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The QBist stance is that we "know" very little about the underlying reality. One of the only things that Chris Fuchs is willing to accept as an objective property of a quantum system is its Hilbert space dimension.

I doubt it's sensible to talk about an interpretation of MWI. MWI says that the wavefunction is a real physical object and wavefunction splitting is something that's genuinely physically occurring. QBism denies that the wavefunction is a real physical object.


The QBist aim is not to provide an ontological description of the universe. Rather, it is to persuade you that whatever such a description is, quantum theory ain't it.

"The professed goal is to strip away all those elements of quantum theory that can be interpreted in subjective, agent-dependent terms. The hope is that whatever remains will hint at something essential and objective about nature."

I've read the quantum theoretic parts of the sequences: Eliezer doesn't really make a case for why Born probabilities arise. Indeed this is one of the major open problems with the MWI.


Depends what you mean by "about". The (strong) Qbist perspective is that probabilities, including those derived from quantum theory, represent an agents beliefs concerning his future interactions with the world. If you're looking for what these probabilities tell us about the underlying "reality" then that's an open question, which Fuchs et al are still exploring.


A Qbist would say they represent the map. The complex vector formalism of quantum theory is simply a convenient/elegant manual for predicting the outcomes of one's future interactions with nature. It may be able to tell us something about the territory, but is not the territory itself.


I'd be grateful if someone could give/suggest a reason for the downvotes.


Whilst the BBC may lean towards the left and be a powerful organisation, I doubt that the effect it had was anywhere near as great as the combined forces of the Daily Mail, The Sun, the Daily Telegraph, and The Times. These newspapers, which account for a huge percentage of the UK's circulation, conducted what I can justifiably describe as a co-ordinated campaign of vitriolic rhetoric against the Labour party and Ed Miliband's character. It's telling that 2 of the 4 are owned by Rupert Murdoch, who has a lot to gain from a continued Conservative government.

There is simply no way the BBC would be able to pull the same kind of trick, as their reputation rests on them at least appearing politically neutral. It can't have been that hard to come up with some derisive slogan regarding the welfare cuts Cameron is inevitably going to try and make, but the country (both left and right) would be up in arms if it was seen to be the opinion of the BBC. The only left-leaning newspaper with a comparable circulation is the Daily Mirror, which ran the headline "Keep Cameron Out". I haven't seen this article myself, but I doubt it has the same attacks on character as the right-wing papers.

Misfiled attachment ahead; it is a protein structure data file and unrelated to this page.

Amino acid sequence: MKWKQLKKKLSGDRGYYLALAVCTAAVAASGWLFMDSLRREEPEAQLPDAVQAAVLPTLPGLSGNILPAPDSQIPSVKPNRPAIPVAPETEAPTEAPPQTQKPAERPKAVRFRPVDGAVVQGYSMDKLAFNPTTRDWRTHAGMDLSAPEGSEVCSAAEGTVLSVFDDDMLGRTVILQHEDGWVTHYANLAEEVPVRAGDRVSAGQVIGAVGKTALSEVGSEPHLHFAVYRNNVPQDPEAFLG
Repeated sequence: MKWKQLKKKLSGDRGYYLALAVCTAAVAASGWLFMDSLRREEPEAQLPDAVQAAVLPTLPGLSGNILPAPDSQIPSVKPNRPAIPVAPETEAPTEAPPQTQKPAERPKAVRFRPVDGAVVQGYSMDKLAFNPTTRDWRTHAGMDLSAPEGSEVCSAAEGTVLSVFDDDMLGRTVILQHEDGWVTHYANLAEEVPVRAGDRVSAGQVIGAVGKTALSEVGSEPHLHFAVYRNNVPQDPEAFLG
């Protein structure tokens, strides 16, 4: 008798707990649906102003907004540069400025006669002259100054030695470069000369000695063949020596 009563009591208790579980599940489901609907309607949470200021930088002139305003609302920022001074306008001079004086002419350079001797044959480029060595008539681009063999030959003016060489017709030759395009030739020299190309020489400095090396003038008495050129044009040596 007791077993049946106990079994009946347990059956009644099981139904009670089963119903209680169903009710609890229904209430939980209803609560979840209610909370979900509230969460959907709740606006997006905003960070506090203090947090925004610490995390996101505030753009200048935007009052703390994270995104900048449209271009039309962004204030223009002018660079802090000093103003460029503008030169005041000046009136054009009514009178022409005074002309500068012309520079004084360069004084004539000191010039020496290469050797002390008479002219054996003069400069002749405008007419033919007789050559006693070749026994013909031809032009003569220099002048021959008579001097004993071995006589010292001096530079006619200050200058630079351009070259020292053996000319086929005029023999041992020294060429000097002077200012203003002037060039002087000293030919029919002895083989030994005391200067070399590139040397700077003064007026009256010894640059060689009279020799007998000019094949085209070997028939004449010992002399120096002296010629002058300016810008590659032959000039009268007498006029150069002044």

A belated thank you for your replies. I feel like I'm starting to get the hang of what it means to take seriously the idea that probabilities are epistemological. It's difficult, moving between papers espousing differing interpretations, because their very language tends to presuppose some ontological commitment or other.


As far as I can tell, all he does in his experiment is label one of a pair of electrons as the "Observer" and exclaim that Many-World has been proven because this "Observer" electron enters into a superposition with the other electron. The problem is that literally every other interpretation of quantum theory would make the same predictions for this experiment, however you label the electrons.


To clarify: do you believe that there is something ontological in the system which is assigning probabilities of measurement outcomes in some way, when you make a measurement of the obervable O?


I agree with you up until your last paragraph: the strength of Fuchs' papers are not in their direct criticism of Everettian interpretations (Kent's papers are a lot better at that).

For your last paragraph, I think Fuchs would take umbrage at the idea that you are necessarily "modeling the thing" when you assign a quantum state to a given system. I don't think he believes that systems have a "true ontic state" of which quantum states are representative. Rather, the quantum state is merely a representation of an agent's beliefs about the future outcomes of their interventions/measurements into the universe. Nevertheless, Fuchs claims to be a scientific realist.

I'm deliberately using the word "think" a lot here because I'm not confident of relaying Fuchs' views faithfully (this isn't directly my area of research). I haven't adopted a QBist interpretation (or any other), but from what I've read I feel it's worth serious discussion.

You also mentioned theorems constraining ontology. You may be interested in Fuchs' take on Bell's Theorem: . I have been to a talk where he explains why the PBR theorem doesn't impact his interpretation, although the details evade me (and I can't find anything written about it by him online).

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